Spring gives us so many reasons to rejoice: longer, brighter days, the end of cold weather, and a thaw that brings life in the form of baby animals and new growth. As we wave goodbye to winter, many of us welcome spring with cultural and religious celebrations by gathering in community with friends and family.
In my large, extended family, spring always meant gathering for an Easter meal and egg hunt. Certainly many families share this experience, but within our Mexican tradition, my Grandma Sanchez did something special: she spent the darkest parts of the winter months preparing cascarónes for the big celebration that was to come in the spring.
“Cascarón” means shell, and cascarónes are brightly decorated confetti-filled eggshells. They are used to ring in the spring by cracking them on one another’s heads and are said to bring good luck. In our family, for months leading up to Easter, my grandma would gently remove the tops of her eggs, rinse, and save the shells. When we’d visit her around the holidays, my cousins and I would be put to the creative work of decorating the eggs with crayons and dye, filling them with confetti, and sealing them with tissue paper. The process was an act of cooperation that benefitted all of us with springtime fun, and it no doubt kept a bunch of mischievous little kids busy while the adults wrapped presents in a nearby room.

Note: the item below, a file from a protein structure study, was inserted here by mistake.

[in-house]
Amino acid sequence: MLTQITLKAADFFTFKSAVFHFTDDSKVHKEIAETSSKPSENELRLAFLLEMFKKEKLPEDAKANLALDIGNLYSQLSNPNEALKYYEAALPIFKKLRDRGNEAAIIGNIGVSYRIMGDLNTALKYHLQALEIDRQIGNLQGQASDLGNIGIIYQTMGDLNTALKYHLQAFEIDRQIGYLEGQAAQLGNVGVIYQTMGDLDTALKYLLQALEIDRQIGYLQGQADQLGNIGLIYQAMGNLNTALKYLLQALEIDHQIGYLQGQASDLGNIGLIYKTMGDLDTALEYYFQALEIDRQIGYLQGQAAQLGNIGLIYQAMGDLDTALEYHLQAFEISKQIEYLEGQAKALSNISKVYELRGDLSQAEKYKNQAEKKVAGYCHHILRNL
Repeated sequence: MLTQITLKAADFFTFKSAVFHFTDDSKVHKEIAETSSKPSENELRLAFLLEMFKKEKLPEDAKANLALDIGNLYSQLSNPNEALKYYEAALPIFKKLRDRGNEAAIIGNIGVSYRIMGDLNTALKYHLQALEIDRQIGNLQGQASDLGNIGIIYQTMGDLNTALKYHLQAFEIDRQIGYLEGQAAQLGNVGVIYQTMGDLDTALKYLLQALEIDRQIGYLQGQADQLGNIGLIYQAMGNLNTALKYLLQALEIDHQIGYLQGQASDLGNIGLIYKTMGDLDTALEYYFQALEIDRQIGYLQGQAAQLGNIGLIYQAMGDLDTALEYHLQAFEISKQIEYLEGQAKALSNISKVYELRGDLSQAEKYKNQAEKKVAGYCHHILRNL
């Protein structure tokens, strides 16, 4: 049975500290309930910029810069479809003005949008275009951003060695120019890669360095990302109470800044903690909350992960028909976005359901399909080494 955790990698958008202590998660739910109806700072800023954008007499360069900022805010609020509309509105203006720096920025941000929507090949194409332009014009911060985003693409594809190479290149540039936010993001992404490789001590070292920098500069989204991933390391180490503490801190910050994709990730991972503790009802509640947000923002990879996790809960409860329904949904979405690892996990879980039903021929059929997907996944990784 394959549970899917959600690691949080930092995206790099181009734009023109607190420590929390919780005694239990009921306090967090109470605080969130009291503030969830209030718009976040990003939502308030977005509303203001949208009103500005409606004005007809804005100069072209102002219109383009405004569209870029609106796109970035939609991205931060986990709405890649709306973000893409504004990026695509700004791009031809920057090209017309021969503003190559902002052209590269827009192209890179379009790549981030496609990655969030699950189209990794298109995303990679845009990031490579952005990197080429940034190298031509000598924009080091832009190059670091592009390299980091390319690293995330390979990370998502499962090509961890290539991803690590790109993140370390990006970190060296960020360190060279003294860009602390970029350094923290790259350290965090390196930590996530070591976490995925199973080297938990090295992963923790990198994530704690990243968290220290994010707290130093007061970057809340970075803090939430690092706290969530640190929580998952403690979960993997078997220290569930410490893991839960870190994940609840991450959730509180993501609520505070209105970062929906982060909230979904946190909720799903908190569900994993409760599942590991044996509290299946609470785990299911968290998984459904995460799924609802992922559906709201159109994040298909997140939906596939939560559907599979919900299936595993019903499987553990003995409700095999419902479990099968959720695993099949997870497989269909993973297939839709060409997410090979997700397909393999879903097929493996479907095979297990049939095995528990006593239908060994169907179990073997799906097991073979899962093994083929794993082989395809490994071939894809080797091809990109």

Come Easter Sunday, the adults would hide the eggs while each child squirmed in anticipation, waiting to fill a basket with the cascarónes hidden around my grandparents’ yard. Once all of the eggs were found, the best part – the smashing – began. When adults and kids alike had worn themselves out chasing one another around, we would breathlessly gather around the table to enjoy a meal that always included red rice and grilled meats. No matter how you celebrate spring this year, we at Seward Co-op hope you’re spending it with those you love, enjoying old traditions, and maybe sharing some new ones, too.